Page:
Groups Urge Wal-Mart, Labor Department to Rescind Compliance Agreement

Feb. 24, 2005
The Child Labor Coalition and the United Food and Commercial Workers Union are trying to turn up the heat on Wal-Mart after the recent announcement that the Department of Labor struck a deal with the retailer requiring the federal agency to provide it with 15 days' notice before further inspections.

A joint statement from the coalition and the union chastised Wal-Mart for its treatment of underage workers and implored the retailer and the Department of Labor to rescind the "sweetheart deal" struck by the agency and Wal-Mart to punish Wal-Mart for alleged child labor violations. The coalition and the union unveiled an e-mail campaign directed at Wal-Mart CEO Lee Scott and U.S. Secretary of labor Elaine Chao.

The two groups assert that the "unprecedented" 15-days' notice provision "clearly undermines compliance and allows managers simply to re-assign underage workers before an inspection."

"Hundreds of children are maimed and crippled in accidents -- some losing arms and legs -- every year involving balers and compactors commonly used in Wal-Mart and other retail stores to handle the disposal of boxes and similar materials," the two groups said in a statement.

The groups contend that distinctive employee badges for underage workers, in addition to unannounced inspections, would stop "illegal child labor" in Wal-Mart stores.

Through the use of distinctive badges, "Both managers and young workers would always be aware that certain assignments are illegal," the groups contend. "Compliance would require unannounced inspections to make sure that badges are properly issued, and that no manager is pressuring minors into illegal assignments."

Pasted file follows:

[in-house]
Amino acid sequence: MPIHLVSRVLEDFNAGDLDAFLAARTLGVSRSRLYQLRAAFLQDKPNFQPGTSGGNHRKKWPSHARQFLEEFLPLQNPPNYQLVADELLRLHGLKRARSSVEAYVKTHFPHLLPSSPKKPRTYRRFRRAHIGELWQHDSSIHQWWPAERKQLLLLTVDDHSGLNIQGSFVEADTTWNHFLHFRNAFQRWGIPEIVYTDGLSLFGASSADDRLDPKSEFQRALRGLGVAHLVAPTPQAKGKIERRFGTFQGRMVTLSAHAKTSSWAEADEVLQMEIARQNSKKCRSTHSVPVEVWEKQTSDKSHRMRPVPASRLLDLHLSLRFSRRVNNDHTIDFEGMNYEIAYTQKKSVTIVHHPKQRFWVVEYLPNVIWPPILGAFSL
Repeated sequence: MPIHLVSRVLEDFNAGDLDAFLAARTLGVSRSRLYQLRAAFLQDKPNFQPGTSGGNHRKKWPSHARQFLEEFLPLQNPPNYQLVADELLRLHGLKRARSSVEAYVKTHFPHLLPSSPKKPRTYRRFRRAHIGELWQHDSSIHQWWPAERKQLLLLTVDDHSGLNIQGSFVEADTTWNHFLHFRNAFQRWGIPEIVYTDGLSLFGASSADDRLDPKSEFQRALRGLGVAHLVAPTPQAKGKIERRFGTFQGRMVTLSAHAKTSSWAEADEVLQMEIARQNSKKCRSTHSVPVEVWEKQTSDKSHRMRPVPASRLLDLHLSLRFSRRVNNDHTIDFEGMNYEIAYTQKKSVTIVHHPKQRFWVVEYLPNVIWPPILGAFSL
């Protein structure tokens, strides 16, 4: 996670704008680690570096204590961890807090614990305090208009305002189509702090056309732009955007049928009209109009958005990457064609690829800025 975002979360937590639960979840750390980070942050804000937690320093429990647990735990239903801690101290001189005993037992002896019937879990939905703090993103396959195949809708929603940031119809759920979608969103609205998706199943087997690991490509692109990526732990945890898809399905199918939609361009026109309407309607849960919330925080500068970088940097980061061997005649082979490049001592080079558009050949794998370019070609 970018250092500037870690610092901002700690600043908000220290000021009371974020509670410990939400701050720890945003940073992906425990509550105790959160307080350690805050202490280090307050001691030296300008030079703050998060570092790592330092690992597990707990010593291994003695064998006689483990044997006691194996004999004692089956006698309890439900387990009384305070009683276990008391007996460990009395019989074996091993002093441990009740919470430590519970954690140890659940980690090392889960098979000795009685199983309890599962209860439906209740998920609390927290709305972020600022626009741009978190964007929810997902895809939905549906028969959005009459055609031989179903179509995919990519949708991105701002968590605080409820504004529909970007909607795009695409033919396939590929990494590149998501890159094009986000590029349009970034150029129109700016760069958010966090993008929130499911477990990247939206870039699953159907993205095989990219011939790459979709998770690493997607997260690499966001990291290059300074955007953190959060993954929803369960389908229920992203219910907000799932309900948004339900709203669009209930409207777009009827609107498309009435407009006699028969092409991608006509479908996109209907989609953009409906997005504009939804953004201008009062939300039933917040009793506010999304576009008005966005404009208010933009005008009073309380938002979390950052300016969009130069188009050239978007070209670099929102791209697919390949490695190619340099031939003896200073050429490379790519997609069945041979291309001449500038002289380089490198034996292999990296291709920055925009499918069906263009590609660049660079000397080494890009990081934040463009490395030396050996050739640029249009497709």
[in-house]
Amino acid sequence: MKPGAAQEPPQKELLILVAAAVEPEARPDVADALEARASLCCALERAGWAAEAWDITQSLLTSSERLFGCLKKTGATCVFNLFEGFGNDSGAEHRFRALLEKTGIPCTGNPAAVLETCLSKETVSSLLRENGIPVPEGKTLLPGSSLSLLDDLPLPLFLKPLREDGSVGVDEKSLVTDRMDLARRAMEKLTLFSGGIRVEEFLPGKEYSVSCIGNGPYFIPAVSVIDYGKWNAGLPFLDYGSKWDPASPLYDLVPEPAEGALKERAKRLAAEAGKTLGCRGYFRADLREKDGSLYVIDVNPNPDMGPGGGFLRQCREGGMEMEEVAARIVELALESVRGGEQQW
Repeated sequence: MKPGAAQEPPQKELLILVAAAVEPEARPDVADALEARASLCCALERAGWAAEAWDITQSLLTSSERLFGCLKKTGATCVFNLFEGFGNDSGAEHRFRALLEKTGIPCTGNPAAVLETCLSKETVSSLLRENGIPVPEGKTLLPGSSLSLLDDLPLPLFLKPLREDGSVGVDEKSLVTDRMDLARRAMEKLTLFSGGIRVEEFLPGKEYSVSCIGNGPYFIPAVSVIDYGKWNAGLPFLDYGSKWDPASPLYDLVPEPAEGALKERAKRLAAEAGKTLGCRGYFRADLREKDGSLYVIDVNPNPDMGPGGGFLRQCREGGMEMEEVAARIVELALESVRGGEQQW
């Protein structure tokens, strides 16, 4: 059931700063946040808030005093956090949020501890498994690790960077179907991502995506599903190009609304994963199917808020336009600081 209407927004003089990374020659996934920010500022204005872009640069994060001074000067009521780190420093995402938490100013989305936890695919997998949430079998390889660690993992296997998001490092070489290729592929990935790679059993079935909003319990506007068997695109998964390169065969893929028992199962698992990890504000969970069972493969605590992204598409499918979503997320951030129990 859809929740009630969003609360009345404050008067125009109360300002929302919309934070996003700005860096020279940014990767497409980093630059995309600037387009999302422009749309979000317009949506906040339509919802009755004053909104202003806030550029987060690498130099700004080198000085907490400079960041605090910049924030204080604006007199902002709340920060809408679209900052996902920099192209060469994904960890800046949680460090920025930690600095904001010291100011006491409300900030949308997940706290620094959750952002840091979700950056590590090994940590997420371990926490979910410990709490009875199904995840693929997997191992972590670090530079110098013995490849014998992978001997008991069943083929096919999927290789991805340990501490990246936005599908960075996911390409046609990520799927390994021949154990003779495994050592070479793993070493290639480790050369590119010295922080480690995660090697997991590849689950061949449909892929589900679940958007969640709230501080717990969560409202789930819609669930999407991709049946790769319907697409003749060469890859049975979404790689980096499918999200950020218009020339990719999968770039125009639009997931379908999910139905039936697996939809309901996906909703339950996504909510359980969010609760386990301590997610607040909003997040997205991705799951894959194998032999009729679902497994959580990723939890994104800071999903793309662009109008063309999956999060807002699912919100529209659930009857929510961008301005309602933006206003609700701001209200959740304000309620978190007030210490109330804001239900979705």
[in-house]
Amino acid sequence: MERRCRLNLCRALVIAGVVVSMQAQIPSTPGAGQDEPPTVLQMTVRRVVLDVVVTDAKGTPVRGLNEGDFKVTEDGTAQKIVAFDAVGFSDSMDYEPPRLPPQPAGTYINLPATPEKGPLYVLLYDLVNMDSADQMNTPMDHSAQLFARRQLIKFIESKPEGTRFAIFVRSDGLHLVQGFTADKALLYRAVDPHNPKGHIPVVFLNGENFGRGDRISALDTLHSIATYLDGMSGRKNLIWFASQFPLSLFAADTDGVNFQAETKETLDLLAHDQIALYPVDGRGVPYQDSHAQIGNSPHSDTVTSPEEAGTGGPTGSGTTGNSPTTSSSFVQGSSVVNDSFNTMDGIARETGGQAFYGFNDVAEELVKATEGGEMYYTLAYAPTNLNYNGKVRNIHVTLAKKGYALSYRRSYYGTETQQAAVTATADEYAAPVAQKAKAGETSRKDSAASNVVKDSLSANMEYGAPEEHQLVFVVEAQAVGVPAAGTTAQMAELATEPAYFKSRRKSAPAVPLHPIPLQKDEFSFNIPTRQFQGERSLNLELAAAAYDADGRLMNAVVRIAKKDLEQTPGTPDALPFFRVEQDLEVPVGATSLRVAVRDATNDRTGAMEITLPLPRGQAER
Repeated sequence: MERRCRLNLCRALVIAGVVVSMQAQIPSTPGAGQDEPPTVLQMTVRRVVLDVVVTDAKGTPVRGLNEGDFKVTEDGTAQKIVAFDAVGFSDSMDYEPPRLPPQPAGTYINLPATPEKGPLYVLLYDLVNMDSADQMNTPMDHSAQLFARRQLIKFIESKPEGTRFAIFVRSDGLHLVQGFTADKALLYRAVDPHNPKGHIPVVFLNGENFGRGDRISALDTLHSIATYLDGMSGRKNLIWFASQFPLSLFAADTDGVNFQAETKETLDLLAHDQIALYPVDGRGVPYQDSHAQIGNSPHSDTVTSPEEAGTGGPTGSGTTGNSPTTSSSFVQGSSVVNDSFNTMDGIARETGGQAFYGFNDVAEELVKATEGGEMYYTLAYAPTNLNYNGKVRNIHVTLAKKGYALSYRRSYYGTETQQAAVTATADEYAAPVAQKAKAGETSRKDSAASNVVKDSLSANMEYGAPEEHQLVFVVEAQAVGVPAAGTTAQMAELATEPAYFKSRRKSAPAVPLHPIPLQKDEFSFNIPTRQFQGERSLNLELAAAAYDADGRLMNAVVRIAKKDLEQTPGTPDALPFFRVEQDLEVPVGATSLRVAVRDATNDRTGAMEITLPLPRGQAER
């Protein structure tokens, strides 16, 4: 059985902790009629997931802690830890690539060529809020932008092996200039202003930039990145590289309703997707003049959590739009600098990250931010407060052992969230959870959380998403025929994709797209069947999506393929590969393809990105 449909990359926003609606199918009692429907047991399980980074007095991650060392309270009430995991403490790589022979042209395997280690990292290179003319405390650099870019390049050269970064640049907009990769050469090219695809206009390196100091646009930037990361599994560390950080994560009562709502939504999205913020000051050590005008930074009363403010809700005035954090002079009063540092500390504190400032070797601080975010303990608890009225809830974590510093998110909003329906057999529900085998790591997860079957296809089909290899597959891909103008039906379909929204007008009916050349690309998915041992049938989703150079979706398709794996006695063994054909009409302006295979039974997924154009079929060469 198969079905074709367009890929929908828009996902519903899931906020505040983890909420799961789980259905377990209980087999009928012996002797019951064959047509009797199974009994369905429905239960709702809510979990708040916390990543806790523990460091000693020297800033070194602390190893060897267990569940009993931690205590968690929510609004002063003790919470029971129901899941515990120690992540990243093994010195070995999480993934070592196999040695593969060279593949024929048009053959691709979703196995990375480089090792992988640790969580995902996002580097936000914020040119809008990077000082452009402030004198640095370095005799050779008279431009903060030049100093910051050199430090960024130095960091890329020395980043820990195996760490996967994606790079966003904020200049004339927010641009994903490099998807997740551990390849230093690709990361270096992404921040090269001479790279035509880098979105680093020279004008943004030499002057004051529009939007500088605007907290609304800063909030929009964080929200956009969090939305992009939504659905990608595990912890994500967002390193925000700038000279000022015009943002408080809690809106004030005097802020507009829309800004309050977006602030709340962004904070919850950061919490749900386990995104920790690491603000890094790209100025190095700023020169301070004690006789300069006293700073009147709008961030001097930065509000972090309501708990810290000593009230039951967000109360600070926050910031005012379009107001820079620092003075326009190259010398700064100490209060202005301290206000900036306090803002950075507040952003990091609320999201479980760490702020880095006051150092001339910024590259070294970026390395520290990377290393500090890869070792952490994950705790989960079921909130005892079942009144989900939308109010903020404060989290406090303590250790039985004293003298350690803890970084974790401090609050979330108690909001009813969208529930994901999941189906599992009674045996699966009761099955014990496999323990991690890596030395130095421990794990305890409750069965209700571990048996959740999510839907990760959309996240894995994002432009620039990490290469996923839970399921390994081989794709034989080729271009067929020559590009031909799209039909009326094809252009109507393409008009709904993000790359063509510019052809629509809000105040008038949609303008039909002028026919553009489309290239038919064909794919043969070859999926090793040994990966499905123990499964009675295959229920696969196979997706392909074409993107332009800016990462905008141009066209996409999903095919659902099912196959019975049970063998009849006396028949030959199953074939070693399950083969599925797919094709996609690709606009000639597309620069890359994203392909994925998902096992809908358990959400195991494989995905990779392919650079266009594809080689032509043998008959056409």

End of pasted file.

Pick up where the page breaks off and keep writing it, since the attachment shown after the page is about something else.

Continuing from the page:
Wal-Mart, which is the world's largest retailer, violated the Fair Labor Standards Act by allowing 16- and 17-year-old employees in Connecticut, Arkansas and New Hampshire stores to operate heavy machinery such as scrap paper balers and fork lifts, according to the Department of Labor.

The federal agency has come under fire for the way it meted out punishment, which included a $135,540 fine and a compliance agreement that required the department's Wage and Hour Division to provide 15 days' notice to the retailer prior to any further inspections. Under the terms of the agreement, Wal-Mart is not required to admit any wrongdoing, and the retailer has denied the Department of Labor's allegations. The Department of Labor's inspector general is investigating the agreement.

The coalition and the union said the Department of Labor "has shamefully abdicated its responsibility by acquiescing in Wal-Mart's continuing violation of child labor laws and other worker protections."

Connecticut attorney general asks parents to come forward

In the wake of the announcement of Wal-Mart's alleged child labor violations, Connecticut Attorney General Richard Blumenthal called upon parents of teenage Wal-Mart employees to come forward with any information regarding improper treatment of underage workers by the retailer. "You are our eyes and ears in enforcing state child labor laws," Blumenthal said in a statement.

Blumenthal called the inspector general's investigation "a good first step."

"It is obviously a response to public pressure," Blumenthal said.

Blumenthal also said his office "will continue to actively and aggressively" investigate Wal-Mart's "apparent pattern and practice of child labor law violations" in Connecticut "and why the federal government agreed to a sweetheart deal years after the violations occurred."

Voice your opinion!

To join the conversation, and become an exclusive member of EHS Today, create an account today!